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If I can take you back to last year, and the AT&T, T-Mobile acquisition mind frame you might recall that a large part of AT&T’s desire to grab T-Mobile was for spectrum. Spectrum, as you’ll recall was what AT&T said was necessary for them to be able to rival other carriers (see: Verizon) with nationwide LTE.
Well, as of this Wednesday AT&T has been singing a different tune, stating that their LTE coverage would go nationwide by 2014, thanks to purchases this year in the 2.3GHz WCS band. It’s clear that AT&T overplayed their concerns that the only way they could achieve nationwide LTE was through controlling T-Mobile.
In his testimony before the Senate Judiciary Committee back in May of 2011, AT&T CEO Randall Stephenson testified that his company did not own enough spectrum, specifically in more rural areas. Asked directly by Senator Michael Lee (R-UT): “If you were unable to acquire T-Mobile what would your options be as far as developing your 4G LTE network?”
“It’s a long-term solution. Most of the rural communities that we’re speaking to, we would not have the spectrum depth to do the conversion that we need. So, this is one of the big determinants as to whether if we can get to a lot of the rural communities with our LTE build. We need spectrum in those communities. In this classic case, [T-Mobile has] a very nice footprint in West Virginia. We don’t have enough spectrum to launch in in West Virginia.”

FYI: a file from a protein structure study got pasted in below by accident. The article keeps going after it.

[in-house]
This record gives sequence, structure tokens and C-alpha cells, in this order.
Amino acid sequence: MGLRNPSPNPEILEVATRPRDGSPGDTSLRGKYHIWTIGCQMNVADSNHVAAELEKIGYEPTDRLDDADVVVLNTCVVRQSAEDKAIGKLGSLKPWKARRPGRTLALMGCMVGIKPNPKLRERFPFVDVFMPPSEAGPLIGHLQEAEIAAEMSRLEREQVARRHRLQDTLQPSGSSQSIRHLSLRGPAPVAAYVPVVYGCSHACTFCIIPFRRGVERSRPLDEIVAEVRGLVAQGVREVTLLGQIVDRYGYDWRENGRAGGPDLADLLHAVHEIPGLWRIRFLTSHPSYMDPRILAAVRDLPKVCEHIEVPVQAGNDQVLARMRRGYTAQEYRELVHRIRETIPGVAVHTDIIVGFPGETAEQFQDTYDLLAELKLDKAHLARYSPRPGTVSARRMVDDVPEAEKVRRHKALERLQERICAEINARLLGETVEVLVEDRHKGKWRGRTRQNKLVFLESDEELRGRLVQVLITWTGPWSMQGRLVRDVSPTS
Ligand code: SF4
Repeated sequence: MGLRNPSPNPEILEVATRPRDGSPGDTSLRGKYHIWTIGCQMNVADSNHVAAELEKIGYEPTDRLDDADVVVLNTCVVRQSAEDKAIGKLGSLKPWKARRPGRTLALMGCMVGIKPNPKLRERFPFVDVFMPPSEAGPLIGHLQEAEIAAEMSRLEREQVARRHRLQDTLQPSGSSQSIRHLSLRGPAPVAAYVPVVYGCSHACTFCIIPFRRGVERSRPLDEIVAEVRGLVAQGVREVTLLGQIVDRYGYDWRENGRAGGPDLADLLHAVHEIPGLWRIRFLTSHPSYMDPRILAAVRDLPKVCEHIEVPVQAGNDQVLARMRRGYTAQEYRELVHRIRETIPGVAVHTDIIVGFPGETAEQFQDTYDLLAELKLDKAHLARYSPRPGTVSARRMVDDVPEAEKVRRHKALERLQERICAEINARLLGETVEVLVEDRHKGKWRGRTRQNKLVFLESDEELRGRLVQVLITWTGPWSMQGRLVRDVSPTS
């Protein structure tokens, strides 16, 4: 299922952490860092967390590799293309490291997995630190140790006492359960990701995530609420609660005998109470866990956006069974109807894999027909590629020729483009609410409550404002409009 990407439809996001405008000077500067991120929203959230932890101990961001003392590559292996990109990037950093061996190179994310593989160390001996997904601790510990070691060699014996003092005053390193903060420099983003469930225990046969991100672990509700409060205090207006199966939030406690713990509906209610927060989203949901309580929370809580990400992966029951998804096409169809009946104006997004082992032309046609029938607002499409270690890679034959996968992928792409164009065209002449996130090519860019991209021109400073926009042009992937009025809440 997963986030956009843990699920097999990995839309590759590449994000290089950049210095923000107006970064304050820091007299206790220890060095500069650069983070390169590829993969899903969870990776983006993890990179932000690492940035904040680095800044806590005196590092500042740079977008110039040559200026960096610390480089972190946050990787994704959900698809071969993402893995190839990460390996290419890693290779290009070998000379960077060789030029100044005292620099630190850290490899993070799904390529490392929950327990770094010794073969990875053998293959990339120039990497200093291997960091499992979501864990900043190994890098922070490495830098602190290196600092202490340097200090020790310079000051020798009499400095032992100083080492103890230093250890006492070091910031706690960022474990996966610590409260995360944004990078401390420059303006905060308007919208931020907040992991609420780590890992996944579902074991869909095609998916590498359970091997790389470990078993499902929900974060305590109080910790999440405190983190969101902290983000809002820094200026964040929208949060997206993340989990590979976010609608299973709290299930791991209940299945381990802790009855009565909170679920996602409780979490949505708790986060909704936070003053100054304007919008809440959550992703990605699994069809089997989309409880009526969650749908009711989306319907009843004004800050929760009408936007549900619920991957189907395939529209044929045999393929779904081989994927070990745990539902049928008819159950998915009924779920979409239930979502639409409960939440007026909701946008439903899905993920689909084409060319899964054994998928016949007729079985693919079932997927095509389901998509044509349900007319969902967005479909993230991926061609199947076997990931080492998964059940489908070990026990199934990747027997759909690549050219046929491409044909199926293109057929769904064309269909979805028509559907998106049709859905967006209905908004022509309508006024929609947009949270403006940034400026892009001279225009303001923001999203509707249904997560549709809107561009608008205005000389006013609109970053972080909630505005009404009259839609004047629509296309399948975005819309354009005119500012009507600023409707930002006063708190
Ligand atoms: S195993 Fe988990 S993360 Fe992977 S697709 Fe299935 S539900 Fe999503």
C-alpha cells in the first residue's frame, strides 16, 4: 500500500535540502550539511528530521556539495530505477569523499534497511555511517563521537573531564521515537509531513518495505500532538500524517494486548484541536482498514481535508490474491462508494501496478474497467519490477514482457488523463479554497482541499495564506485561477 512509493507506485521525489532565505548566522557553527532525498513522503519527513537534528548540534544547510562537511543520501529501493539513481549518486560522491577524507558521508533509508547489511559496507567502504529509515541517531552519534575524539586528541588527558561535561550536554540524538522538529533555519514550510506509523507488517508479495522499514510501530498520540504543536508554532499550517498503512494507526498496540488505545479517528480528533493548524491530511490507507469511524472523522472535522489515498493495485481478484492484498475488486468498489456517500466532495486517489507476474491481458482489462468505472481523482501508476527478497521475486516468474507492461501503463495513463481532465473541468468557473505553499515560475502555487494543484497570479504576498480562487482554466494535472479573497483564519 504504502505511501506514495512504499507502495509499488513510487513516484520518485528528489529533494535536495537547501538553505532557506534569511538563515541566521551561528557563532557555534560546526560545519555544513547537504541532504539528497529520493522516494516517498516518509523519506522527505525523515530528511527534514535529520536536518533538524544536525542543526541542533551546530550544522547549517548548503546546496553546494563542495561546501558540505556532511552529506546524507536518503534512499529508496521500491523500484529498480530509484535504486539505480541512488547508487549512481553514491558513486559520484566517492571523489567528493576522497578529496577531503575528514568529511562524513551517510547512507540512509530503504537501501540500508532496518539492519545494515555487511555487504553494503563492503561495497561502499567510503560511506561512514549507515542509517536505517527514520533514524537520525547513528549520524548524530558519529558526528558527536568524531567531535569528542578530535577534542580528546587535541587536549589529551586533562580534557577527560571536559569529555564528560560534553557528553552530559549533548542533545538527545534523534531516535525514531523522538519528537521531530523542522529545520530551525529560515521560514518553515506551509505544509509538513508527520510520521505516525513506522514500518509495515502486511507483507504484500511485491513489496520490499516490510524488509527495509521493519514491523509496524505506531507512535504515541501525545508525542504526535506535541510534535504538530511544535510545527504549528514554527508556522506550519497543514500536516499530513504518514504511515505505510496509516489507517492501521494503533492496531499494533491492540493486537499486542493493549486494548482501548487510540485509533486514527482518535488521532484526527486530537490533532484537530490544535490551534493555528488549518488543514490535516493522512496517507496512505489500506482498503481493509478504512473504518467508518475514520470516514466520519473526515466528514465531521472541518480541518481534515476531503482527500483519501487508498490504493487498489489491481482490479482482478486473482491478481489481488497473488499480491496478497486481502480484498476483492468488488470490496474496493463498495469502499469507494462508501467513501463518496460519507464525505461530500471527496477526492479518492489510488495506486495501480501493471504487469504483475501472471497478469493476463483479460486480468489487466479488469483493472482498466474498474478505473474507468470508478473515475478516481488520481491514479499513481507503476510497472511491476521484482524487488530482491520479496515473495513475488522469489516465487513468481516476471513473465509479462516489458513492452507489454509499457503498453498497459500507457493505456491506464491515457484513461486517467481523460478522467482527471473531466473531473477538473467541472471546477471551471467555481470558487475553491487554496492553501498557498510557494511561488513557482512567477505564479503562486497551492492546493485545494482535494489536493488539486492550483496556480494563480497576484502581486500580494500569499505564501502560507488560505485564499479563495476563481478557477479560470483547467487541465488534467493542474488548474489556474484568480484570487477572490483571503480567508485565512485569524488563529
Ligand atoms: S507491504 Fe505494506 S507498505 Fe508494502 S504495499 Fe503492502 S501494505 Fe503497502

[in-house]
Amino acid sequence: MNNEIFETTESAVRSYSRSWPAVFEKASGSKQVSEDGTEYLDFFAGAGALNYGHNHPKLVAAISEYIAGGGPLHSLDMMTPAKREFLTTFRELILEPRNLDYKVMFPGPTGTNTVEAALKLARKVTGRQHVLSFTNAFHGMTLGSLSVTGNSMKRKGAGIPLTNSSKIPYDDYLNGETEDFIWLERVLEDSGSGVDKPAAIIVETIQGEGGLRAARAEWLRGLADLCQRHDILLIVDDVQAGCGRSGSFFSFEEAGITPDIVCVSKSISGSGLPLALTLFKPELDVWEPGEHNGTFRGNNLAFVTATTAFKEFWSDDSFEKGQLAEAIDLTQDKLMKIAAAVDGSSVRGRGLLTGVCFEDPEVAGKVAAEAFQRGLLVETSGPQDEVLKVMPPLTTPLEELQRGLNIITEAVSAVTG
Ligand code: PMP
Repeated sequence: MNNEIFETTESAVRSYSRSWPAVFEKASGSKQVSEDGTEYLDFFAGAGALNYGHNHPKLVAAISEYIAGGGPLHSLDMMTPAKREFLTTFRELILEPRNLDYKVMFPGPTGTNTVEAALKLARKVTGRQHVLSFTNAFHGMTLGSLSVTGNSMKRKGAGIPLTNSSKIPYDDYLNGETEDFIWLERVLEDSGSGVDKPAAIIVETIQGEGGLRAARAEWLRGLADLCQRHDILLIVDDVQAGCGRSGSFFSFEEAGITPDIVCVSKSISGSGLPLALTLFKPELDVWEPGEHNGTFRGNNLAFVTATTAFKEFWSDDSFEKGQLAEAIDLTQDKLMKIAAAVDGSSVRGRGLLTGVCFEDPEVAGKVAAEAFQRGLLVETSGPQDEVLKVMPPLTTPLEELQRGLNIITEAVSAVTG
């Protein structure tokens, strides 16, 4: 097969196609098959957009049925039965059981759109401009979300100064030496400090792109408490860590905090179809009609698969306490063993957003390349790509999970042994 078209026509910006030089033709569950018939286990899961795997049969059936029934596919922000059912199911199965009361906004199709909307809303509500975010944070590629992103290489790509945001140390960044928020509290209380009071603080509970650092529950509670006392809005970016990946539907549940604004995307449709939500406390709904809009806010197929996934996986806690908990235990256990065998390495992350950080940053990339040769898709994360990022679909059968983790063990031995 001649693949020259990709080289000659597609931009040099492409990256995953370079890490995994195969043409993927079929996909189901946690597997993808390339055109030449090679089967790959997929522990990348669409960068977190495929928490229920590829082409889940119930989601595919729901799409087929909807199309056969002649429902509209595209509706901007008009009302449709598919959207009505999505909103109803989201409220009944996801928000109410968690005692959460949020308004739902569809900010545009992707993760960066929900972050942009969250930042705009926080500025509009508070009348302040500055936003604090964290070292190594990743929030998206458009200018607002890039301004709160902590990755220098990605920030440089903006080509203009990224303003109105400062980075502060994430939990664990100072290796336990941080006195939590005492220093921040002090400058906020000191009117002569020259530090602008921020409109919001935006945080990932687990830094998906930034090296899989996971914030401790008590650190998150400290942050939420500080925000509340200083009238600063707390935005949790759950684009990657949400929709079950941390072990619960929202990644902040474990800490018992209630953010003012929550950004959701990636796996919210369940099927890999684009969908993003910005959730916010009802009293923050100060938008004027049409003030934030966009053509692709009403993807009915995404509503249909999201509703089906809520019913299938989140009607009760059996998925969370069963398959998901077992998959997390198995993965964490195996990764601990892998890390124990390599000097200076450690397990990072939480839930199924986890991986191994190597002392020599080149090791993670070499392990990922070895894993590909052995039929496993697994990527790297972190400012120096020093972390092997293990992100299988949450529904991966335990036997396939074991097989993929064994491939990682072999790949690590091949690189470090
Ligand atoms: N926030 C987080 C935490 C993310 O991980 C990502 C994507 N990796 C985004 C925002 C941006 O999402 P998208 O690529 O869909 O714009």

Thankfully, as we all know the FCC wasn’t having any of it and denied AT&T’s request to buy T-Mobile. One of the specific reasons the FCC denied AT&T was due in part to the disbelief that AT&T wouldn’t build out LTE without acquiring T-Mobile.
“The staff additionally identifies internal AT&T documents and consistent historical practices that contradict AT&T’s claim that merging with T-Mobile is essential for AT&T to build out its LTE network to 97 percent of all Americans,” said the FCC.
While AT&T certainly didn’t achieve the total rollout they said they couldn’t do with T-Mobile without making a few other minor acquisitions, they definitely didn’t tell the truth about life without T-Mobile.
Thankfully, we don’t have to worry about it anymore. Score one for the justice and truth.